I remember when I first saw Santa’s Helpers in Brussels: white guys in black face.
I thought: That’s weird.
This is what they looked like:
I guess I should have been insulted, like everyone else appears to be all of a sudden. Which I find odd. I’ve known this European Christmas story for close to 10 years. Found it more entertaining than hearing about a obese guy living with his wife in a really cold place and commanding an army of pointy-eared little people dressed in green.
That seems pretty offensive, right?
Like if you had a choice between being accosted by this or by the black guys up higher, which one would freak you out the most?
And as a parent, I really wish I could have told my kid when he was little: “Look. You better watch out. You better not cry. You better not pout. I’m telling you why. Santa Claus is coming to town with a bunch of black guys, and they’re gonna kick your ass if don’t get your act together.”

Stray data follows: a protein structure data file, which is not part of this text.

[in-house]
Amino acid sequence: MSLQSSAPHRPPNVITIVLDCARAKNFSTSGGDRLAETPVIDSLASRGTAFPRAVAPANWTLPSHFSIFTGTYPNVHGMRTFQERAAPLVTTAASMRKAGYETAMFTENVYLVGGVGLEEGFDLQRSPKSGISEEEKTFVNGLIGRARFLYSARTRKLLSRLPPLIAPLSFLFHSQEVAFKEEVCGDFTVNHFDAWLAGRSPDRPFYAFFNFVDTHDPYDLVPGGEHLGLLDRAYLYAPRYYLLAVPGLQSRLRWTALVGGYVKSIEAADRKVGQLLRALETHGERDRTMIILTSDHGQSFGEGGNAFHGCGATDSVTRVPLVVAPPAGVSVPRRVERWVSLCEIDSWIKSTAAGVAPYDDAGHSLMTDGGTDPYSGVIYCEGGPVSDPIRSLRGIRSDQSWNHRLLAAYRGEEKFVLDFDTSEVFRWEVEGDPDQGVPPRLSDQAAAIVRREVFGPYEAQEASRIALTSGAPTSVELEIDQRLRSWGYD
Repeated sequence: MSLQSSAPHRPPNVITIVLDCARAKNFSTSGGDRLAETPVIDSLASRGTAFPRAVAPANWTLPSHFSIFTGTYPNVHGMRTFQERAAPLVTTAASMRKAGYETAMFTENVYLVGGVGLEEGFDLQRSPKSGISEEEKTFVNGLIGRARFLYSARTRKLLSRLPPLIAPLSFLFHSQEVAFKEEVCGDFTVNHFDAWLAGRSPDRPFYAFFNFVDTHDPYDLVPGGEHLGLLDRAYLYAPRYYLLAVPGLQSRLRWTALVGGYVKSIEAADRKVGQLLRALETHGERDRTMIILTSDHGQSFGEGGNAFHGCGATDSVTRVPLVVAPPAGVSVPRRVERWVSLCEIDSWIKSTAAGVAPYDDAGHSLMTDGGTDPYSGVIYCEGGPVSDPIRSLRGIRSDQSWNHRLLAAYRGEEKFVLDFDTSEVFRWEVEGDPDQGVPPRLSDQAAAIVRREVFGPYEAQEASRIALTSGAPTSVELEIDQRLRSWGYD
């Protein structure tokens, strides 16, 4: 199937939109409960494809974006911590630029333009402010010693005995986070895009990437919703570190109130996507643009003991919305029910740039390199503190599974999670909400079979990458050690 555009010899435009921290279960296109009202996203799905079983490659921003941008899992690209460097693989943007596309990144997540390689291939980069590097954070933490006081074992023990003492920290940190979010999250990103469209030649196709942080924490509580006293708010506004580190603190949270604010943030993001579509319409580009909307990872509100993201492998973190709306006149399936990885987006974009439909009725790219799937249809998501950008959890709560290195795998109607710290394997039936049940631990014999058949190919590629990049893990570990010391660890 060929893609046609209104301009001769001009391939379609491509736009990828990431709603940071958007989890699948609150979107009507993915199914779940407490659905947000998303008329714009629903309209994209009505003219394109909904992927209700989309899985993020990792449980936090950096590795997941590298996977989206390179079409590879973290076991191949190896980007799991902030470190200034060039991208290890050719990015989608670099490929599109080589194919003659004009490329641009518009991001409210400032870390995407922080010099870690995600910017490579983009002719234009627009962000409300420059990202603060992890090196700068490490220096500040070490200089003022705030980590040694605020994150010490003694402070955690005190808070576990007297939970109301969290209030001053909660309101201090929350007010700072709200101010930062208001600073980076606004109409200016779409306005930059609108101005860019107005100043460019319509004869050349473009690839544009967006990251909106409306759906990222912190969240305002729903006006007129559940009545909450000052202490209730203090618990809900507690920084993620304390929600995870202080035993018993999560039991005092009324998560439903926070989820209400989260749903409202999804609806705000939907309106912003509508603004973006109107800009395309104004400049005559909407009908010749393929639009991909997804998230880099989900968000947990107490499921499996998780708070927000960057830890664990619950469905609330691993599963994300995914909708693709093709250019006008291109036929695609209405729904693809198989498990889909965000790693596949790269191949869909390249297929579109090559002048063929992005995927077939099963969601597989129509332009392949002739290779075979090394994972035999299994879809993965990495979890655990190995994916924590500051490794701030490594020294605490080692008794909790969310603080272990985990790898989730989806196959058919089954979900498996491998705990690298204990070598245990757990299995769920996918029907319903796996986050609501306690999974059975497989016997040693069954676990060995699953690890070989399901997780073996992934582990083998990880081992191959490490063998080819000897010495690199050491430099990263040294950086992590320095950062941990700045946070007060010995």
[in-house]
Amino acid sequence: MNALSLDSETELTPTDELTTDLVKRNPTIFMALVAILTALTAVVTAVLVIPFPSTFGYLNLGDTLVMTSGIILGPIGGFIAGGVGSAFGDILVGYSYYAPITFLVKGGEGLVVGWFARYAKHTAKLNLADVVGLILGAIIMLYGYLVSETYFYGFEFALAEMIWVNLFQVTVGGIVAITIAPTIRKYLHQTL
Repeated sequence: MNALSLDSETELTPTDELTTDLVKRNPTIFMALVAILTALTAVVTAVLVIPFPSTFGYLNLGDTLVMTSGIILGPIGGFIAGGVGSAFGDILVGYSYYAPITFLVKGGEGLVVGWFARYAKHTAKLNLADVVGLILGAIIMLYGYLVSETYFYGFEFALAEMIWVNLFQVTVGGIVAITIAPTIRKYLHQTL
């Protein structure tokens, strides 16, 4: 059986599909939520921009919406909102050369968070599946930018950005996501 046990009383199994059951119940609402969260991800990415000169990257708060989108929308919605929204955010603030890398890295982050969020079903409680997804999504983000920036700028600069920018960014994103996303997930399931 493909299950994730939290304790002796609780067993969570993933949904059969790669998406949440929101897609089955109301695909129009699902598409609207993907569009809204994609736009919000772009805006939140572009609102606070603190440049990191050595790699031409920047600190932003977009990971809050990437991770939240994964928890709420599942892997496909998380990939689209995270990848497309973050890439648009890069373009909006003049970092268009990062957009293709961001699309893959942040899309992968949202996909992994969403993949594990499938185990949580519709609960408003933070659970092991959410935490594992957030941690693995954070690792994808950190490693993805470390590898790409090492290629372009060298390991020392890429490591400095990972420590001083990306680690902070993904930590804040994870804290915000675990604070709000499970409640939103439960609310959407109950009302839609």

But, really, I never saw Santa’s helpers beat up kids in Belgium. They never even looked funny at kids. All they did was smile.
And not just on the street. I was at a fancy restaurant in Brussels called La Quincallerie with my boss, who came from the states around the holiday. So we’re having a nice dinner, and a couple of Santa’s Helpers come in, raising money for charity. My boss looks at me, wondering how he should react, and I tell him the story of the Spanish Santa.
Probably didn’t resolve anything. But there was an internal logic to the story.
Unlike the fat guy with a bunch of flying caribou.
But if you want to see a really disturbing Christmas story (Really, don’t watch this if you don’t want to be offended. This is really vile. You have been warned):
I told you not to watch it. Makes the black guys look tame, right?
- David Sedaris: “Six to eight black men” (a hysterical explanation of the Dutch Santa) (americablog.com)
- My Favourite Christmas Story: Katy Darby on David Sedaris’s “Santaland Diaries” (liarsleague.com)